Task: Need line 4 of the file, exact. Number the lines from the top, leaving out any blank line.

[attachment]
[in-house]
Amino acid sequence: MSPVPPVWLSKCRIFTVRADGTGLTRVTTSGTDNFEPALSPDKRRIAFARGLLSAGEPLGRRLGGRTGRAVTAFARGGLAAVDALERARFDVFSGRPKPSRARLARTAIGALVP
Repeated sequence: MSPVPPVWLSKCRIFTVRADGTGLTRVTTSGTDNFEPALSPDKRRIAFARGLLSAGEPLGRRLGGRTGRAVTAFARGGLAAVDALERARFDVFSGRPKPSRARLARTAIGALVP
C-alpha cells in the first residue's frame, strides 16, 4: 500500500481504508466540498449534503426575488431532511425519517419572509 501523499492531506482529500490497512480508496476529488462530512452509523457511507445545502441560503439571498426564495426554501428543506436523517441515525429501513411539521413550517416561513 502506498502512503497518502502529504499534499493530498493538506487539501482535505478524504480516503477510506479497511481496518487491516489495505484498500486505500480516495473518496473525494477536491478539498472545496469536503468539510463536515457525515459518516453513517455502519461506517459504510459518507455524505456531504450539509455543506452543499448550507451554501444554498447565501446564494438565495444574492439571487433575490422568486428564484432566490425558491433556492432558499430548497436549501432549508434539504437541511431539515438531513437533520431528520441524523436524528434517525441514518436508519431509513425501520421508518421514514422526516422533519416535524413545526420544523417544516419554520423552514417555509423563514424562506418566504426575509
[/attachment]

C-alpha cells in the first residue's frame, strides 16, 4: 500500500481504508466540498449534503426575488431532511425519517419572509 501523499492531506482529500490497512480508496476529488462530512452509523457511507445545502441560503439571498426564495426554501428543506436523517441515525429501513411539521413550517416561513 502506498502512503497518502502529504499534499493530498493538506487539501482535505478524504480516503477510506479497511481496518487491516489495505484498500486505500480516495473518496473525494477536491478539498472545496469536503468539510463536515457525515459518516453513517455502519461506517459504510459518507455524505456531504450539509455543506452543499448550507451554501444554498447565501446564494438565495444574492439571487433575490422568486428564484432566490425558491433556492432558499430548497436549501432549508434539504437541511431539515438531513437533520431528520441524523436524528434517525441514518436508519431509513425501520421508518421514514422526516422533519416535524413545526420544523417544516419554520423552514417555509423563514424562506418566504426575509